Job interviews and other data on requirements for lower skilled workers in developed countries – particularly in the growing service sector – indicate that the more workers depend on low wages, and the less skilled or desirable their job is, the more employers screen for workers without better employment options and expect them to feign unremunerative motivation. Such screening and feigning may not only contribute to the positive self-image of the employer as someone granting desirable employment, but also signal wage-dependence by indicating the employee's willingness to feign, which in turn may discourage the dissatisfaction normally associated with job-switching or union activity.
At the same time, employers in the service industry have justified unstable, part-time employment and low wages by playing down the importance of service jobs for the lives of the wage laborers (e.g. just temporary before finding something better, student summer jobs etc.).
This category would include those who "are falling further behind as the global economy recovers, amid rising competition from hordes of new working poor".
|Part of a series on|
Some social activists objecting to the market system or price system of wage working, historically have considered syndicalism, worker cooperatives, workers' self-management and workers' control as possible alternatives to the current wage system.
Labor and government
The American philosopher John Dewey believed that until "industrial feudalism" is replaced by "industrial democracy," politics will be "the shadow cast on society by big business". Thomas Ferguson has postulated in his investment theory of party competition that the undemocratic nature of economic institutions under capitalism causes elections to become occasions when blocs of investors coalesce and compete to control the state.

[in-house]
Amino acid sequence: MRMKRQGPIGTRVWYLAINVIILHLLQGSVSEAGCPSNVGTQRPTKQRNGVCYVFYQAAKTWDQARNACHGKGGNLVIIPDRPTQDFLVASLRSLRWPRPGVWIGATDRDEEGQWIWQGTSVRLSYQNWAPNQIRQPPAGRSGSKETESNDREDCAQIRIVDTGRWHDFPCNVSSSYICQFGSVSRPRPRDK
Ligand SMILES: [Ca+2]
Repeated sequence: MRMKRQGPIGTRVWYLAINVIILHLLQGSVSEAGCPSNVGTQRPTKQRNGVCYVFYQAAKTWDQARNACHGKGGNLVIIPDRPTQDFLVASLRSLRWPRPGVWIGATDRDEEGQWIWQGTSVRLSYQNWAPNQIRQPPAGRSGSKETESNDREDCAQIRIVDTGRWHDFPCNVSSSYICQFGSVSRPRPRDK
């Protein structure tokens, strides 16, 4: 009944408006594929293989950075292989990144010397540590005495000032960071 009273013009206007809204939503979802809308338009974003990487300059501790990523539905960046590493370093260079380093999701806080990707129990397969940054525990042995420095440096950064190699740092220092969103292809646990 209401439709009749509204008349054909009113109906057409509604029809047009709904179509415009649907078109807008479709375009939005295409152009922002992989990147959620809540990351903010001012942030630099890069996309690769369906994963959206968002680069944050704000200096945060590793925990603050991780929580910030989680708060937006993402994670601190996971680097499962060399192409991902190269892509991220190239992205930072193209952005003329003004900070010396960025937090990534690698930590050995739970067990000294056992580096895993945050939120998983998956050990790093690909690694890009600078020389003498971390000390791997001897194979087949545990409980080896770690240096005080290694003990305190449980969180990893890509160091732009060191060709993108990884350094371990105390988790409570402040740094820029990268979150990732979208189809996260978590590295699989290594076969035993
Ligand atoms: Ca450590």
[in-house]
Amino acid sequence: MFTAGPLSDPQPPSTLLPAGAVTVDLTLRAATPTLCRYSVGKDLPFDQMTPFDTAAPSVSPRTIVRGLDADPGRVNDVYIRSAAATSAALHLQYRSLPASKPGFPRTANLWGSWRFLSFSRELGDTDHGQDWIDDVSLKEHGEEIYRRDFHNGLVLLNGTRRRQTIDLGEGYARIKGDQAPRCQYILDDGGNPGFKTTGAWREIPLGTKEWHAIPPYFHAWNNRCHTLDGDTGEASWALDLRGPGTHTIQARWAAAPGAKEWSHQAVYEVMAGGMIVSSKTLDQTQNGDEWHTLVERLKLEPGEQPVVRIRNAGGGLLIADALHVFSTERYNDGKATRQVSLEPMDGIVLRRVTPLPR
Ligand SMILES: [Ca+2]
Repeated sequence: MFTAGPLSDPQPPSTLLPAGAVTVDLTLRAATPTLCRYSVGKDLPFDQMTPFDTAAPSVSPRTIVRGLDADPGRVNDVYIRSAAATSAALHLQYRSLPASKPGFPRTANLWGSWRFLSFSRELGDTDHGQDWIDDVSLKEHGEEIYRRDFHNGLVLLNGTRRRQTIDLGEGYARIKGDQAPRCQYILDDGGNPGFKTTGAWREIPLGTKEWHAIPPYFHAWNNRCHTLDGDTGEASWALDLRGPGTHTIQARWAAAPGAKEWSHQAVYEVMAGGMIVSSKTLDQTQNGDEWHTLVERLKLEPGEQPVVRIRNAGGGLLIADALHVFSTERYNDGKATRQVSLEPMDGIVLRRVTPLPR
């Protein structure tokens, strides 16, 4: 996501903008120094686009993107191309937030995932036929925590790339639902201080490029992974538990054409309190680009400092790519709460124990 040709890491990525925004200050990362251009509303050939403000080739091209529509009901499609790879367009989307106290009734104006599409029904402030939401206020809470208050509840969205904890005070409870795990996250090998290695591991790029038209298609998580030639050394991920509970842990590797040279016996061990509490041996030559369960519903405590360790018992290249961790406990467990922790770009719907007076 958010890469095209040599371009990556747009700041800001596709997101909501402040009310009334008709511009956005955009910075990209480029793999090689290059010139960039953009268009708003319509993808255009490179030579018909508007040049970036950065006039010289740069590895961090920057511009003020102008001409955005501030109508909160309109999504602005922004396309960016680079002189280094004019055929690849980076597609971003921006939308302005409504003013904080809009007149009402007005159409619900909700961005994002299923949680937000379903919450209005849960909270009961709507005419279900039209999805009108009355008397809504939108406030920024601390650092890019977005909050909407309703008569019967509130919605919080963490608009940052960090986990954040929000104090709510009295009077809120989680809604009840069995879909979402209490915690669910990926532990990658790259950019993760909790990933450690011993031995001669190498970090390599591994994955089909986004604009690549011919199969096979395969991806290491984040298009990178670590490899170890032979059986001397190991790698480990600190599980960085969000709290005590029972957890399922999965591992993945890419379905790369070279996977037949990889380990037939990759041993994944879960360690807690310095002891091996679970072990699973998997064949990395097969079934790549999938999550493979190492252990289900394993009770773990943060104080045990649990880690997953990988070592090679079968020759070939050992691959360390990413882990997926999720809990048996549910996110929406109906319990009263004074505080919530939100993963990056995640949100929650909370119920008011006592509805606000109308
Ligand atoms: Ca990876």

Noam Chomsky has argued that political theory tends to blur the 'elite' function of government:
“Modern political theory stresses Madison's belief that "in a just and a free government the rights both of property and of persons ought to be effectually guarded." But in this case too it is useful to look at the doctrine more carefully. There are no rights of property, only rights to property that is, rights of persons with property,..."
"[In] representative democracy, as in, say, the United States or Great Britain [...] there is a monopoly of power centralized in the state, and secondly – and critically – [...] the representative democracy is limited to the political sphere and in no serious way encroaches on the economic sphere [...] That is, as long as individuals are compelled to rent themselves on the market to those who are willing to hire them, as long as their role in production is simply that of ancillary tools, then there are striking elements of coercion and oppression that make talk of democracy very limited, if even meaningful."